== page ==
Care management programs are a key step payers can take to help improve their customer service and member outreach while also reducing their costs. These programs, which often address certain patient populations with particular conditions like diabetes, obesity or heart disease, help payers identify patterns that could be early indicators of failing health.
Essentially, establishing care management programs gives payers the opportunity to improve care outcomes and reduce future costs, according to Judith Frampton (pictured), former vice president of medical management at Harvard Pilgrim Health Care.
"When members are informed and engaged in their health management regimens, they have a better quality of life both physically and emotionally, and all stakeholders win," Frampton, who now is principal at independent consulting company Judith Frampton LLC, told FierceHealthPayer. We talked to Frampton to learn more about how payers can benefit from care management programs.
FierceHealthPayer: Why should insurers create care management programs or augment their current processes?
Judith Frampton: By implementing robust and integrated care management programs, insurers are much better able to relate to their members as the dynamic, ever-changing people they are. By adding biometric tools and clinical risk predictors to the more standard claims-only view, payers get a complete picture of their members without being reliant on static data. It's even possible for plans to use more sophisticated tools that account for the personalities of their members. For example, a care manager can approach a proactive member in a completely different way than he or she would a member who is more inclined to shy away from thinking about health decisions.
FHP: What are the benefits payers will reap once these programs are in place?
JF: The great news about the benefits of an effective care management program is that they compound and accrue with time. Payers see administrative cost savings, medical cost reductions, improved clinical outcomes, as well as more effective data analytics. Payers will also see customer satisfaction rates rise across members and accounts, and customer satisfaction is king. When members feel that they are listened to and that approaches are personalized, they are more inclined to be active participants in their healthcare experience. Motivated and engaged members can mean significant costs savings for plans.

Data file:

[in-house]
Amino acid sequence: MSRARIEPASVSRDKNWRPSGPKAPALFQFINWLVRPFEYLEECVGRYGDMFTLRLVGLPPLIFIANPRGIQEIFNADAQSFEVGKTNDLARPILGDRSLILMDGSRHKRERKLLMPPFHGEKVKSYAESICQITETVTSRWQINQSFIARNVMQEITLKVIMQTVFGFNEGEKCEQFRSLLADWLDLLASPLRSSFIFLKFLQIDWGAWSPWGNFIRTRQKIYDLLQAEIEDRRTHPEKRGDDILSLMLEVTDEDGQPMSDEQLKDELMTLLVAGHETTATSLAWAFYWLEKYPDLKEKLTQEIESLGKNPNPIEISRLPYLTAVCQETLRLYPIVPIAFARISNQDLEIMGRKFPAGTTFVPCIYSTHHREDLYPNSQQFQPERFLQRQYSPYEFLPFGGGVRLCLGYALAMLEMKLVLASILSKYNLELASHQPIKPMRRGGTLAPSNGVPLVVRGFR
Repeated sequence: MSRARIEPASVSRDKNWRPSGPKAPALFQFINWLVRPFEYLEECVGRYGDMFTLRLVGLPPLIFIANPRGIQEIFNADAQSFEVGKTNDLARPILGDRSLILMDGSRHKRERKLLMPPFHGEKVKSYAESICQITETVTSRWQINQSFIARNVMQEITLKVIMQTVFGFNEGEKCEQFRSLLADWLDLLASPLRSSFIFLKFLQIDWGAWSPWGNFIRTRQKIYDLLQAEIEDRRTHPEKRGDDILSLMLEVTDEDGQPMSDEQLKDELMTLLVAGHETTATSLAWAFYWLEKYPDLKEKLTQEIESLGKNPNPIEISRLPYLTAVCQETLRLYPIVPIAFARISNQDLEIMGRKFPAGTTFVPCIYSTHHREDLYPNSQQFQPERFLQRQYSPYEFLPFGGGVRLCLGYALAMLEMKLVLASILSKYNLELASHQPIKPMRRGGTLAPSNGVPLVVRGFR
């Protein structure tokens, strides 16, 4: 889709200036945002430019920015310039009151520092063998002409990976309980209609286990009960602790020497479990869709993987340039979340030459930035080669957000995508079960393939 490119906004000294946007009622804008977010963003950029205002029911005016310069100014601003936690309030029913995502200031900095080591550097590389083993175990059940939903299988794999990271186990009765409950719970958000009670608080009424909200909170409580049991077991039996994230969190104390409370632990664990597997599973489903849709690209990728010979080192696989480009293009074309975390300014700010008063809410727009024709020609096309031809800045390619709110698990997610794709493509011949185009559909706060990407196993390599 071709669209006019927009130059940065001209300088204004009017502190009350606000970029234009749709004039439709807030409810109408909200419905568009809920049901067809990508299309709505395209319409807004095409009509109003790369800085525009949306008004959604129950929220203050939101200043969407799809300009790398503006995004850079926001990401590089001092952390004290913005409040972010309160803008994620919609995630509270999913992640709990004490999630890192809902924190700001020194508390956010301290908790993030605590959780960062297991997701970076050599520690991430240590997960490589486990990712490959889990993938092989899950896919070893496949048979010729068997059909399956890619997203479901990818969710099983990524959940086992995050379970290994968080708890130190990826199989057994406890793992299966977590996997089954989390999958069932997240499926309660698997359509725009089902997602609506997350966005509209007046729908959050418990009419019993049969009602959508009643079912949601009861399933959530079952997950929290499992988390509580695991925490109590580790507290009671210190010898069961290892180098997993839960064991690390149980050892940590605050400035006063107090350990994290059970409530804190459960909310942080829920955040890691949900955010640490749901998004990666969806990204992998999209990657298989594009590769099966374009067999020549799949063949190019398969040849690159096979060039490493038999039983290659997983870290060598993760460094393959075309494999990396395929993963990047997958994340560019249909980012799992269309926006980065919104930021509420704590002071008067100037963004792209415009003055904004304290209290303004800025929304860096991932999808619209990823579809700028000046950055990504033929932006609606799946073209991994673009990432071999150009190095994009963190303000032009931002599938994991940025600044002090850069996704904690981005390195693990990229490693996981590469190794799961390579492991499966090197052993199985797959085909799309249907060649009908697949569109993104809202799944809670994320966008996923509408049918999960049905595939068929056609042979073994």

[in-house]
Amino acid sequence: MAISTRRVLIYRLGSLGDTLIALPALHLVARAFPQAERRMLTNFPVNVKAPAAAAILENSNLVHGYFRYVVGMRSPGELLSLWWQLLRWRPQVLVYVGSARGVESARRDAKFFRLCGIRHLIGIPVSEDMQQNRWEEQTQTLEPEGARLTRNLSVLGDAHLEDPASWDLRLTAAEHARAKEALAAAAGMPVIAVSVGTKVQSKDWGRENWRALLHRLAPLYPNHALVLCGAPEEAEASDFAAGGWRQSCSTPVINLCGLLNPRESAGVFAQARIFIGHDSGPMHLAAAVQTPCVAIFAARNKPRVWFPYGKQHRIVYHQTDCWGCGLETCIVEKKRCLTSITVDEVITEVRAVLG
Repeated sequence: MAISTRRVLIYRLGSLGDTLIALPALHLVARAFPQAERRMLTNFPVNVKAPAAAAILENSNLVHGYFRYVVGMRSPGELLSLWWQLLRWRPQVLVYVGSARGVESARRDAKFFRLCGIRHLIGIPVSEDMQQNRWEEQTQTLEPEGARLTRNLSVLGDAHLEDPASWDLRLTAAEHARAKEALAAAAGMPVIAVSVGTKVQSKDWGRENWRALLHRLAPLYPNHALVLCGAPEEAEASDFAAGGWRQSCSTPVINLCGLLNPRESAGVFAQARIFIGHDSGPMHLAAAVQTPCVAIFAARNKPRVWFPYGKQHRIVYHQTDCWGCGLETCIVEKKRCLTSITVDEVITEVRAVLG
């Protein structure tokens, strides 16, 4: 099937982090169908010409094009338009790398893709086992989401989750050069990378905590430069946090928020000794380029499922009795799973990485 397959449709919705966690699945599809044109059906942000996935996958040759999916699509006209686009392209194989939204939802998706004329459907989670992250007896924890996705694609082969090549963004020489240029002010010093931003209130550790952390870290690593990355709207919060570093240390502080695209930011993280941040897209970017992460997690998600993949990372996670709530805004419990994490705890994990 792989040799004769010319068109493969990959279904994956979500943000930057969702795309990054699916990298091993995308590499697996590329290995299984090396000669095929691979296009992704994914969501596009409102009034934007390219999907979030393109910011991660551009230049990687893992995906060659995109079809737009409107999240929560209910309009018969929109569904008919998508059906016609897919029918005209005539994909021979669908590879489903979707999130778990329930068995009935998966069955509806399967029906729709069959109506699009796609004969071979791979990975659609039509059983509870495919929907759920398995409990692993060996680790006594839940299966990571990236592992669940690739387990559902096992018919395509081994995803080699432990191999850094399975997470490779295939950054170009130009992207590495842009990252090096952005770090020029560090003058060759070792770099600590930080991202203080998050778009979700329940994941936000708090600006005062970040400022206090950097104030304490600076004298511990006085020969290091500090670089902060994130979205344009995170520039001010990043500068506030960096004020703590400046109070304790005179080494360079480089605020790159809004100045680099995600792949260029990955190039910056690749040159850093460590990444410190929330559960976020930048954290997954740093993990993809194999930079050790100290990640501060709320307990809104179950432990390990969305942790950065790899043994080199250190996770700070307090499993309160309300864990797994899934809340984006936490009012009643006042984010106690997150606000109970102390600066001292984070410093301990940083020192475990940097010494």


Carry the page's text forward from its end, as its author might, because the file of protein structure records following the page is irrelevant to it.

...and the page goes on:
FHP: How should payers determine the best system to fit their current IT infrastructure?
JF: Payers should never expect to flip a switch and instantaneously have an effective care management system. It is like any major decision and purchase--the organization should figure out what the priorities are, what the budget is and get as close to what it wants within its means. Payers should certainly evaluate things such as the ease of operation for the end-user, the ease of integration with existing systems and data sources, forward compatibility with future needs, and how well the capabilities of the system fit the purpose and goals of their care management program. They should ensure that the system they choose has excellent reporting capabilities and is flexible, secure and compliant.
FHP: What are the most common pitfalls insurers run into when setting up care management systems?
JF: Not ensuring that there is a tight and collaborative alignment between the technical and clinical folks. These groups are very well-intentioned subject-matter experts, but they tend not to "speak the same language," which can create unintended disconnects along the way.
Another trap to avoid is not leaving enough lead time and not adequately appreciating just how much preparation is needed on the part of the payer. These organizations need to be sure that the right people with the right skill sets are working on each aspect of the project to ensure a smooth implementation.
Lastly, they have to be able to sort out the "must haves" from the "nice to haves." What must they have to realize their care management goals? If they choose a flexible, extensible system, the "nice to haves" might fill in later as the goals evolve. Care management has now become a strategic priority for most healthcare organizations. Therefore, executive sponsorship and involvement are critical to successful implementations.
FHP: Can you provide lessons learned from the care management programs you've implemented?
JF: One thing we have learned is that care management programs can empower payers to identify patterns of care that might mean something is failing in the outpatient management of members' conditions. With the right software, organizations can detect patterns that may be early indicators of worrisome trends. For instance, a member may have had five doctor visits in the previous two months and answered questions on a health assessment demonstrating some concerns. While this pattern may not represent significant current costs to a plan, it could mean this member doesn't adequately understand how to manage his or her health situation, and represent an early opportunity for reducing future costs and improving outcomes.
Care management programs offer multiple opportunities to clear up misunderstandings that may occur due to lack of time in the regular physician office visit setting. When members are informed and engaged in their health management regimens, they have a better quality of life both physically and emotionally, and all stakeholders win.